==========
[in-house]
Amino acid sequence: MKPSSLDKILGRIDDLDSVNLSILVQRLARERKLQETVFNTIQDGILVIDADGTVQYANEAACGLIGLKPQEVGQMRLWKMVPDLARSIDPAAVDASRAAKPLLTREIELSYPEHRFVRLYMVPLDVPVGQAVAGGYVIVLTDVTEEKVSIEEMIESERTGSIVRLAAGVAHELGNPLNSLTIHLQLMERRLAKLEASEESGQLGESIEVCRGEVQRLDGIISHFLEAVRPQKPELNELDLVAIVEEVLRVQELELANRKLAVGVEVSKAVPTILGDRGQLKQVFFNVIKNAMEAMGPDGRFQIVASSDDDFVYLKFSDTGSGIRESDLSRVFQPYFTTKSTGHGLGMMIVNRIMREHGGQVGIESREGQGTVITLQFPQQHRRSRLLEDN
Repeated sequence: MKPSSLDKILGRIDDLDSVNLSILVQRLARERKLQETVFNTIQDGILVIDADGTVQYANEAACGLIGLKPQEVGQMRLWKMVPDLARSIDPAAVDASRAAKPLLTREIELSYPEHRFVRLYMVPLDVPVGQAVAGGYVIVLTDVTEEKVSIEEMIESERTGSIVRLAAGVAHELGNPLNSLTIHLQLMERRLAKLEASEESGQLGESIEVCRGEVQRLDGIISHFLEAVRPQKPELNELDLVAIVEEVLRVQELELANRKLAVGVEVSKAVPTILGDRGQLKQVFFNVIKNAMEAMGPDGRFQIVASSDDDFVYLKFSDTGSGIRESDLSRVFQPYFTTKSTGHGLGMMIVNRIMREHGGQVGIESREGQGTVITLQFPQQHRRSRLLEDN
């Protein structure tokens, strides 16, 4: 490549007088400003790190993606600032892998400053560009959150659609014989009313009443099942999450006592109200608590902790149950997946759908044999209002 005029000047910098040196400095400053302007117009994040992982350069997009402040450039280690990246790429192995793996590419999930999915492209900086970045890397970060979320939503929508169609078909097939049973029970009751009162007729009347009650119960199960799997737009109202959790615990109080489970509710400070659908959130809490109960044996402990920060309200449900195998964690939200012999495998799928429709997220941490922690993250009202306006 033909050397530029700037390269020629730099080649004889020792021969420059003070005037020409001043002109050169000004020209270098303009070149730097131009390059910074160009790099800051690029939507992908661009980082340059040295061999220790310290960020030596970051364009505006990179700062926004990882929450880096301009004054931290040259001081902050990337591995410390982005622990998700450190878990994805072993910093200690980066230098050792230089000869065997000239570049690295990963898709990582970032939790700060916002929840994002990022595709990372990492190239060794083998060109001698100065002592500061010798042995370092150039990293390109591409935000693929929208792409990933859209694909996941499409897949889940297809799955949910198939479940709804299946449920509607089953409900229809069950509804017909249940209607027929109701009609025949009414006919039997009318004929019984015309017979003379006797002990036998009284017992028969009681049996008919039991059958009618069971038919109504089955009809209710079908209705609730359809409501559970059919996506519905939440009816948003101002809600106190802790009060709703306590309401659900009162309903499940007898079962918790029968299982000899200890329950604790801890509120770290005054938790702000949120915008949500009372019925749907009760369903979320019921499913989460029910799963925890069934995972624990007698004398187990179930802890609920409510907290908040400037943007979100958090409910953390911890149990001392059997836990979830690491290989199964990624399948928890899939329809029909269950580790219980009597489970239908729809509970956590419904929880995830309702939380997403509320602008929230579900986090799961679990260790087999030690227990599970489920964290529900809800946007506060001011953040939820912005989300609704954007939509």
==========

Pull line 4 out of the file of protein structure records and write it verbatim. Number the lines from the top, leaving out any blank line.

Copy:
């Protein structure tokens, strides 16, 4: 490549007088400003790190993606600032892998400053560009959150659609014989009313009443099942999450006592109200608590902790149950997946759908044999209002 005029000047910098040196400095400053302007117009994040992982350069997009402040450039280690990246790429192995793996590419999930999915492209900086970045890397970060979320939503929508169609078909097939049973029970009751009162007729009347009650119960199960799997737009109202959790615990109080489970509710400070659908959130809490109960044996402990920060309200449900195998964690939200012999495998799928429709997220941490922690993250009202306006 033909050397530029700037390269020629730099080649004889020792021969420059003070005037020409001043002109050169000004020209270098303009070149730097131009390059910074160009790099800051690029939507992908661009980082340059040295061999220790310290960020030596970051364009505006990179700062926004990882929450880096301009004054931290040259001081902050990337591995410390982005622990998700450190878990994805072993910093200690980066230098050792230089000869065997000239570049690295990963898709990582970032939790700060916002929840994002990022595709990372990492190239060794083998060109001698100065002592500061010798042995370092150039990293390109591409935000693929929208792409990933859209694909996941499409897949889940297809799955949910198939479940709804299946449920509607089953409900229809069950509804017909249940209607027929109701009609025949009414006919039997009318004929019984015309017979003379006797002990036998009284017992028969009681049996008919039991059958009618069971038919109504089955009809209710079908209705609730359809409501559970059919996506519905939440009816948003101002809600106190802790009060709703306590309401659900009162309903499940007898079962918790029968299982000899200890329950604790801890509120770290005054938790702000949120915008949500009372019925749907009760369903979320019921499913989460029910799963925890069934995972624990007698004398187990179930802890609920409510907290908040400037943007979100958090409910953390911890149990001392059997836990979830690491290989199964990624399948928890899939329809029909269950580790219980009597489970239908729809509970956590419904929880995830309702939380997403509320602008929230579900986090799961679990260790087999030690227990599970489920964290529900809800946007506060001011953040939820912005989300609704954007939509």